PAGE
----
Epidemiology of bone tumours in children and young adults

Rachel Eyre, Richard G. Feltbower, Emmanuel Mubwandarikwa, Tim O B Eden, Richard J Q McNally

    Research output: Contribution to journalArticlepeer-review


    Although the epidemiology of malignant bone tumours in children and young adults has been explored, no definitive causation of any specific tumour has yet been identified. We performed a literature review (1970-2008) to find all papers covering possible aetiological factors involved in the development of bone tumours in children and young adults. Several associations have been reported with some consistency: the presence of hernias and Ewing sarcoma; high fluoride exposure and osteosarcoma; and parental farming and residence on a farm, younger age at puberty and family history of cancer for all bone tumours, especially osteosarcoma. Clearly further research is needed to confirm or refute these putative risk factors. It is likely that studies of gene-environment interactions may prove to be the most fruitful of future research. © 2009 Wiley-Liss, Inc.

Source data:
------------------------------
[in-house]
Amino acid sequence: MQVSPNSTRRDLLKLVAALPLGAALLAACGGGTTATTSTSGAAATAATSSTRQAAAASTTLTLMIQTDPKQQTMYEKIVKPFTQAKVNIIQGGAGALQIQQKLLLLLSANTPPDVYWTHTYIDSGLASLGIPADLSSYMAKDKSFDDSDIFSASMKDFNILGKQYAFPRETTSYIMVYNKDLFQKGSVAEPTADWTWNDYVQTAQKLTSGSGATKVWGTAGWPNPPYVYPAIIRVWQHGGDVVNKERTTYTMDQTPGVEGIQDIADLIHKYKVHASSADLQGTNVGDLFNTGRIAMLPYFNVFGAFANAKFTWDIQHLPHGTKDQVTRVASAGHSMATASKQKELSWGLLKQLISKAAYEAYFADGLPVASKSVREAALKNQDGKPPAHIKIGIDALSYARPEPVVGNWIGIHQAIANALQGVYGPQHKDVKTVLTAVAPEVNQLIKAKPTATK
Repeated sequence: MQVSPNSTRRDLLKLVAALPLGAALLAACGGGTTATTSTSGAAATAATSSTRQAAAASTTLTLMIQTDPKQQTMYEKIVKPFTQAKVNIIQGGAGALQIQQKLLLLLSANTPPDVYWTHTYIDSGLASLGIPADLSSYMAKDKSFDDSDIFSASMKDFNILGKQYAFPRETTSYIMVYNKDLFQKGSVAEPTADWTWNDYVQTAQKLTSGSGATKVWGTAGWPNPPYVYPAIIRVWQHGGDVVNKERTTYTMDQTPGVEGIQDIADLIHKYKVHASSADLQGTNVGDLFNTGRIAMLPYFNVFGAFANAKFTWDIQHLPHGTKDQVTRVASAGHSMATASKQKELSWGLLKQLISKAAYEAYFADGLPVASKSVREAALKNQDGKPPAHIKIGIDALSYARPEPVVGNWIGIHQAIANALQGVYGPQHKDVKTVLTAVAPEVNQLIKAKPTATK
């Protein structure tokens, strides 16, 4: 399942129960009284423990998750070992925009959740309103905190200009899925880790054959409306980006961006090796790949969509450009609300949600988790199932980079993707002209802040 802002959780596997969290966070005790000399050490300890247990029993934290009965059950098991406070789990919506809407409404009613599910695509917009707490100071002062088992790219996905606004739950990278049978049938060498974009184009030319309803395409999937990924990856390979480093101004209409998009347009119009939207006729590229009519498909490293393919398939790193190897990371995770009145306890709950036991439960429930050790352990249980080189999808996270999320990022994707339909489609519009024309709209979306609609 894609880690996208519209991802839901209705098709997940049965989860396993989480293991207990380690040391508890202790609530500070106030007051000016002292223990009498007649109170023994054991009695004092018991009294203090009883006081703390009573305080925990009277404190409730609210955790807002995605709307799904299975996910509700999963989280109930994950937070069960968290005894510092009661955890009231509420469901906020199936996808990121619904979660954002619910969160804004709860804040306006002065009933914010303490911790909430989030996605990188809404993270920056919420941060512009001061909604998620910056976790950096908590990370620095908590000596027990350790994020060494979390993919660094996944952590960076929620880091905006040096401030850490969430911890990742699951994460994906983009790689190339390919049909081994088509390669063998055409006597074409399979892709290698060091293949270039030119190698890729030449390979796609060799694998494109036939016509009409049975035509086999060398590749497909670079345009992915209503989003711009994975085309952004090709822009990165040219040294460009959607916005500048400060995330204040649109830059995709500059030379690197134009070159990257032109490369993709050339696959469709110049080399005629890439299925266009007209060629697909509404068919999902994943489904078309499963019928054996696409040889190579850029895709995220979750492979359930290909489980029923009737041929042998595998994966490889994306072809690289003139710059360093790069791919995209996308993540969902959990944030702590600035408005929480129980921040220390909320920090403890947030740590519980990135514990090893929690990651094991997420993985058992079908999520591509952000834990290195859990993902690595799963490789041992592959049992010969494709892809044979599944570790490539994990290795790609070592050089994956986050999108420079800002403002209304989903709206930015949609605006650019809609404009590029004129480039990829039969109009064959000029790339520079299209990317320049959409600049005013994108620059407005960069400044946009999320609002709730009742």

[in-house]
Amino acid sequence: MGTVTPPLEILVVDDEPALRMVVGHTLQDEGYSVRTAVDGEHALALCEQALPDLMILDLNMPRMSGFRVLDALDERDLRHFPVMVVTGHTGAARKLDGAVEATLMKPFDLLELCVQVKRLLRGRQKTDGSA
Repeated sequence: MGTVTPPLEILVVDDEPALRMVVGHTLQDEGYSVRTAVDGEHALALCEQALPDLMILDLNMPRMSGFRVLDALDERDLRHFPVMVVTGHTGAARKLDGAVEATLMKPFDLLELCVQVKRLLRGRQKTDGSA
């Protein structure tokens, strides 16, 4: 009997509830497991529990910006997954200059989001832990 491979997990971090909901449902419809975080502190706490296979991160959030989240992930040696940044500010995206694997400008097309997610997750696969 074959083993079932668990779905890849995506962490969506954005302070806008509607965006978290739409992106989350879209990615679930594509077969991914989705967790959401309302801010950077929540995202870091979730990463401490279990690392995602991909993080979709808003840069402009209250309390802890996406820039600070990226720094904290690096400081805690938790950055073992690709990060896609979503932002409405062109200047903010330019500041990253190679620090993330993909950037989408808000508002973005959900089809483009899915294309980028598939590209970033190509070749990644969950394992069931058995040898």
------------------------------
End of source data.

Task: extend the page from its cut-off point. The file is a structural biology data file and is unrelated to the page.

Original languageEnglish
    Pages (from-to)941-952
    Number of pages11
    JournalPediatric Blood and Cancer
    Issue number6
    Publication statusPublished - 2009


    • Bone cancer
    • Children
    • Epidemiology
    • Ewing sarcoma
    • Osteosarcoma
    • Teenage
    • Young adult


    Dive into the research topics of 'Epidemiology of bone tumours in children and young adults'. Together they form a unique fingerprint.

    Cite this